The United Kingdom's Secretary of State for Energy and Climate Change requested the Met Office Hadley Centre to compile scientifically robust and impartial information on the physical impacts of climate change for more than 20 countries in April 2011. A report on the observations, projections and impacts of climate change has been prepared for each country.

The potential impacts of climate change, based on results from the UK's Avoiding Dangerous Climate Change programme (AVOID) and supporting literature.

For more information: http://www.unep.org/provia/Default.aspx?tabid=1060147

Countries involved in the Durban project

  1. Argentina
  2. Australia
  3. Bangladesh
  4. Brazil
  5. China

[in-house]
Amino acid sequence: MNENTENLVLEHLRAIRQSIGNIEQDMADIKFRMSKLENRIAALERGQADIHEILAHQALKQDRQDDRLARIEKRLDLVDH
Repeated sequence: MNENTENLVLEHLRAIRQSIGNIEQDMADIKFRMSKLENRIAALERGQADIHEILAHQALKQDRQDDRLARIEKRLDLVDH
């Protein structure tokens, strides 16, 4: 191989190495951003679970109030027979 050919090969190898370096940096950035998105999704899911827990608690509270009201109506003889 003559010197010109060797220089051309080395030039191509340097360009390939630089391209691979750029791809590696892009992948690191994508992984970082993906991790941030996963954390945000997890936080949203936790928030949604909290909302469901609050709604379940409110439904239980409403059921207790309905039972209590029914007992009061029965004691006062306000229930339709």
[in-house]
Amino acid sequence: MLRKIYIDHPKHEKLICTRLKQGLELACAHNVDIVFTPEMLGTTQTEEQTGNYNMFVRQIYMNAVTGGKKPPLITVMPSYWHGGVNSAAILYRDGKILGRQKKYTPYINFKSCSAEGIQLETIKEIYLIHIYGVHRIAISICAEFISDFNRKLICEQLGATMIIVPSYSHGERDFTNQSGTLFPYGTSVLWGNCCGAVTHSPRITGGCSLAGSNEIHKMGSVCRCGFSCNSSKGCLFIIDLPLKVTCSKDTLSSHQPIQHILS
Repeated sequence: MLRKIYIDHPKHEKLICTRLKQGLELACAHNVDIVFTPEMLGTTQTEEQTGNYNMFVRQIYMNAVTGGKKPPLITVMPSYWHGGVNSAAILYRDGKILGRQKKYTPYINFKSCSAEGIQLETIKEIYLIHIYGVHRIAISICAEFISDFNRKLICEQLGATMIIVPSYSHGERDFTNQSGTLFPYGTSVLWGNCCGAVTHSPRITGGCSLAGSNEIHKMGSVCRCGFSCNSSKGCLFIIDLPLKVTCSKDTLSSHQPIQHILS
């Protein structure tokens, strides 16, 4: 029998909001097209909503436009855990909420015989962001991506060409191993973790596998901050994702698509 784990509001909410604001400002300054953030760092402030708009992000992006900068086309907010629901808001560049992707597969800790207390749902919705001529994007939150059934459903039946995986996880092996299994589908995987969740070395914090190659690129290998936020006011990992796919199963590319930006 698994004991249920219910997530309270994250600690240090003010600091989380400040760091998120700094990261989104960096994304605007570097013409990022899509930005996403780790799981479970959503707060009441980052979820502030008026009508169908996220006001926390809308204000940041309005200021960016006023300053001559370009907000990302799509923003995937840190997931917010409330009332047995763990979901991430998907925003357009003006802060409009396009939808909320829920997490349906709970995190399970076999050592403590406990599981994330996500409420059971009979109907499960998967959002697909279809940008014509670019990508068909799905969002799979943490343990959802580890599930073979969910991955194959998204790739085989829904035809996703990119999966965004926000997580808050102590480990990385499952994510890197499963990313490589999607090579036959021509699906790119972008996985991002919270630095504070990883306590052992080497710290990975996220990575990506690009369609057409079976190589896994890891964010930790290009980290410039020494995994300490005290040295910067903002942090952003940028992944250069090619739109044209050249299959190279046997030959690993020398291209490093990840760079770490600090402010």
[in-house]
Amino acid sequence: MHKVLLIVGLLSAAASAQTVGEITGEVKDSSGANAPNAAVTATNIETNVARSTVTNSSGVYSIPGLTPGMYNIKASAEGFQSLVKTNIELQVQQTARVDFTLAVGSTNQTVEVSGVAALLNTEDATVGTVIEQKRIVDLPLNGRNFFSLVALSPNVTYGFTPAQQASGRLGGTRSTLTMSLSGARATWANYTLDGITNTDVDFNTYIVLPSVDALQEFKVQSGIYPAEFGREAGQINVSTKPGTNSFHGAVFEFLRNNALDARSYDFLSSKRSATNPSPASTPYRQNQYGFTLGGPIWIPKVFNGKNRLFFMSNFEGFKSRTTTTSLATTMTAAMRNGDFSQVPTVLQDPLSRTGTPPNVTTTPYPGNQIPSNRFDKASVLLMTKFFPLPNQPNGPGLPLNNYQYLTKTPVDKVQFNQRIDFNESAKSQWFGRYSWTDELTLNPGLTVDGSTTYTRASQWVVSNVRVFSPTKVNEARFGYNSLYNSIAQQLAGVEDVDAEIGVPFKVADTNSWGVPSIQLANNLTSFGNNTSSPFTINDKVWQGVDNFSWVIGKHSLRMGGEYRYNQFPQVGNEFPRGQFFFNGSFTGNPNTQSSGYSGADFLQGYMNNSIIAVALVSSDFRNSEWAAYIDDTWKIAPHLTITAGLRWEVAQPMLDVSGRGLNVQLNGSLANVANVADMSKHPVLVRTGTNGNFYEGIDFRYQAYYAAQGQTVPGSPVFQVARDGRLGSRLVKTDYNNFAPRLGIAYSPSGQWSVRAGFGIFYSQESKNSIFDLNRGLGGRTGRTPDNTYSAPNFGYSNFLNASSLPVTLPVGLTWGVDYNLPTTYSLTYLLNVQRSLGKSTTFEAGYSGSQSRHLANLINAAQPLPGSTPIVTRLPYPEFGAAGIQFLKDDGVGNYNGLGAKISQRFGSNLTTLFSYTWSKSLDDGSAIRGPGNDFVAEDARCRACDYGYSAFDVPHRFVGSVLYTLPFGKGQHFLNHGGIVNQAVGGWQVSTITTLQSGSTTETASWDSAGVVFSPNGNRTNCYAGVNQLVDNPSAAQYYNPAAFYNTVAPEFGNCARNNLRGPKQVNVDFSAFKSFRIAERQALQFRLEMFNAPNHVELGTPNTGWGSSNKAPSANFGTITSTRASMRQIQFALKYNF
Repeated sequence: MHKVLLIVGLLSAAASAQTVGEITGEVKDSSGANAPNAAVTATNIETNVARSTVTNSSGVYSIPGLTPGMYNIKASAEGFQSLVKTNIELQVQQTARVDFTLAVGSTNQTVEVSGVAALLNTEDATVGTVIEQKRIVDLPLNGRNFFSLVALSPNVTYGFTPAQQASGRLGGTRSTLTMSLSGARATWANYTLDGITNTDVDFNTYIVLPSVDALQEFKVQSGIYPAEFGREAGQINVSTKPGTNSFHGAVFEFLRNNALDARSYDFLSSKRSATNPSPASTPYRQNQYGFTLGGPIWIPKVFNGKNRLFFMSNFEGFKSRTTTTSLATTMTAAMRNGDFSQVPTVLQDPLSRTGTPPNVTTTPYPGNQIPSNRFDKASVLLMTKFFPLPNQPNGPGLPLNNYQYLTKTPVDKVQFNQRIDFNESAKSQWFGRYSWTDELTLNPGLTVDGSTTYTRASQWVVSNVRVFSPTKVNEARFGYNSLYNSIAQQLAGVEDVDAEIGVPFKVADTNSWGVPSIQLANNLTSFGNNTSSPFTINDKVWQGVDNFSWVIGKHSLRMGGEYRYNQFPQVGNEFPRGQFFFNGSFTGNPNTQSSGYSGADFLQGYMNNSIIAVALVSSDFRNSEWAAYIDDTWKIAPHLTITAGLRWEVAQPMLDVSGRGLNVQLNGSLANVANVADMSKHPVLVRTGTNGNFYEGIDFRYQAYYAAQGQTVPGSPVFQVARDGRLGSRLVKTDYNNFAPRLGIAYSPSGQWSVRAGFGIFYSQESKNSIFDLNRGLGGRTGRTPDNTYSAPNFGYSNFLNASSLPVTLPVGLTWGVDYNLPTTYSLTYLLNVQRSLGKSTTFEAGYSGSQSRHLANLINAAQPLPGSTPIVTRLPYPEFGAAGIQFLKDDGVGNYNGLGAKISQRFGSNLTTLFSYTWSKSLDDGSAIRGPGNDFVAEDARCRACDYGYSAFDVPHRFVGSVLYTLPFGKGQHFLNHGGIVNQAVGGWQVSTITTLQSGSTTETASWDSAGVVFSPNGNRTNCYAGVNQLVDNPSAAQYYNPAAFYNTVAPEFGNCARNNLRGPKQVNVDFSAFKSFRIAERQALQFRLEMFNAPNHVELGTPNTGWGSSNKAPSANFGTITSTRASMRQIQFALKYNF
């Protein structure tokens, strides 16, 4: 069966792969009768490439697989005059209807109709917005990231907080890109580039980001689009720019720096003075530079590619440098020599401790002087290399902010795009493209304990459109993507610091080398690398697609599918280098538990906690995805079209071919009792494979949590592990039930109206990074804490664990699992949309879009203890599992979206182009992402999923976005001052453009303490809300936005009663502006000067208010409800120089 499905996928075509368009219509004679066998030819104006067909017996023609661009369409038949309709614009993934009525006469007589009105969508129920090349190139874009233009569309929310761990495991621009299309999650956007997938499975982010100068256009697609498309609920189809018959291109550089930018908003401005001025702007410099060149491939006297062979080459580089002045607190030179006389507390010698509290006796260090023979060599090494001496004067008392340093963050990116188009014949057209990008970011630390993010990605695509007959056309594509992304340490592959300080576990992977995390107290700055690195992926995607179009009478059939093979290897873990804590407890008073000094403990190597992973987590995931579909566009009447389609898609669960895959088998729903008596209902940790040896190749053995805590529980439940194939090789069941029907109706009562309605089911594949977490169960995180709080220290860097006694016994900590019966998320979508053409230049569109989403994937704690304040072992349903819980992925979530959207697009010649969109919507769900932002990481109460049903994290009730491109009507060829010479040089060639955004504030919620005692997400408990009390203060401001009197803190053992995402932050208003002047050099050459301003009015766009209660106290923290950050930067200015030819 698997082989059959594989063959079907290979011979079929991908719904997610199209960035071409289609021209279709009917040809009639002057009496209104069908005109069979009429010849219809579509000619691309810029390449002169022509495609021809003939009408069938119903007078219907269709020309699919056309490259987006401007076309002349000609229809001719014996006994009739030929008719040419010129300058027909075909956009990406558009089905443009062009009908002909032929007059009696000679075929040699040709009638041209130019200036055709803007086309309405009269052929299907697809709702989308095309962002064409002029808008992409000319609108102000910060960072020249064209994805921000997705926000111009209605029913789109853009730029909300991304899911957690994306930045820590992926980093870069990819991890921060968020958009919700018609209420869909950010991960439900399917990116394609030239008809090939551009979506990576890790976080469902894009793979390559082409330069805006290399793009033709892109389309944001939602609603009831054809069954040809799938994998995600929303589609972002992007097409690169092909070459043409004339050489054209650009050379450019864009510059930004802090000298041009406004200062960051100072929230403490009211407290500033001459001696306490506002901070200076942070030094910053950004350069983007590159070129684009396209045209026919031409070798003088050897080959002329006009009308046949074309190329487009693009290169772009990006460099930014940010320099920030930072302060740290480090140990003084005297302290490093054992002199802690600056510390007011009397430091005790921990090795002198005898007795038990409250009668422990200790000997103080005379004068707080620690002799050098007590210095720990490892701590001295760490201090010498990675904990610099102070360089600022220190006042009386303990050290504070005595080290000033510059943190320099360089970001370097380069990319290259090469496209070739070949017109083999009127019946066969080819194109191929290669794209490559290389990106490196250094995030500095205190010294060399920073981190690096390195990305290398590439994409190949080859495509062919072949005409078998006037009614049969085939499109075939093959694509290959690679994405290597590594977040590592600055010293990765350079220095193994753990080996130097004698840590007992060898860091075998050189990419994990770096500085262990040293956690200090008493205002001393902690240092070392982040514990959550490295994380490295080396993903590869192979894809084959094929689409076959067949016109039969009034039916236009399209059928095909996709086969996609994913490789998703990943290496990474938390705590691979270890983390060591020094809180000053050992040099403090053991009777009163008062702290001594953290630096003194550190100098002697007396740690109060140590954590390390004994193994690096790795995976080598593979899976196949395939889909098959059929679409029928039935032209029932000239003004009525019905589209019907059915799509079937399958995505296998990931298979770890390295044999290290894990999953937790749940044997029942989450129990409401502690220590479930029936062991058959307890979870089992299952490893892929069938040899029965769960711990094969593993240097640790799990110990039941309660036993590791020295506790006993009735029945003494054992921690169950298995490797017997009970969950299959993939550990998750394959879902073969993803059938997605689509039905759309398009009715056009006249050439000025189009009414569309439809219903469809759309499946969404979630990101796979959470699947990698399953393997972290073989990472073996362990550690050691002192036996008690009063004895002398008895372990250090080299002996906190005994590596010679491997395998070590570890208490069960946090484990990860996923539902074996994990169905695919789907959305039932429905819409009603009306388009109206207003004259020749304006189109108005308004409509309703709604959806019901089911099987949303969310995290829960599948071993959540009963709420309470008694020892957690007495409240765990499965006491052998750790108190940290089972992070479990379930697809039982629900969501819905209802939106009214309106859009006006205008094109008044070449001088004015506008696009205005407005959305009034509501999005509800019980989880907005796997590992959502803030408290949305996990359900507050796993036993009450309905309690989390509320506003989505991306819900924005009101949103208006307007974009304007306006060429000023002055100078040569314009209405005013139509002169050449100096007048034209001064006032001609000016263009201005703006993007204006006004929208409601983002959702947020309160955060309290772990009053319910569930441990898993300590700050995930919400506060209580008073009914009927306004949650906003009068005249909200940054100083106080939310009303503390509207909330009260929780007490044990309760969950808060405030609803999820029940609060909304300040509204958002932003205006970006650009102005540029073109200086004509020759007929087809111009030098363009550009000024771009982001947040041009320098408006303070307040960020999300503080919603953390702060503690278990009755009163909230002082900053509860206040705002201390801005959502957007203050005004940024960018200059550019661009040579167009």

6. Egypt
  7. France
  8. Germany
  9. India
  10. Indonesia
  11. Italy
  12. Japan
  13. Kenya
  14. Mexico
  15. Peru
  16. Republic of Korea
  17. Russian Federation
  18. Saudi Arabia
  19. South Africa
  20. Spain
  21. Turkey
  22. United Kingdom
  23. United States of America

For country reports and factsheets, click on map below

CLICC country map

UNEP Methodology and partners

Phase 1 of CLICC, completed in December 2014, explored the level of support for the concept of consistent presentation of climate-level impacts and set the foundations for the project through consultations with government officials and national experts from around 30 countries. The CLICC project team are now working with these countries to begin to develop a process in which national climate impacts can be presented in a standardised way. Current and potential participant countries represent a range of levels of economic development and geographies, including islands, deserts, mountainous, land-locked and coastal regions.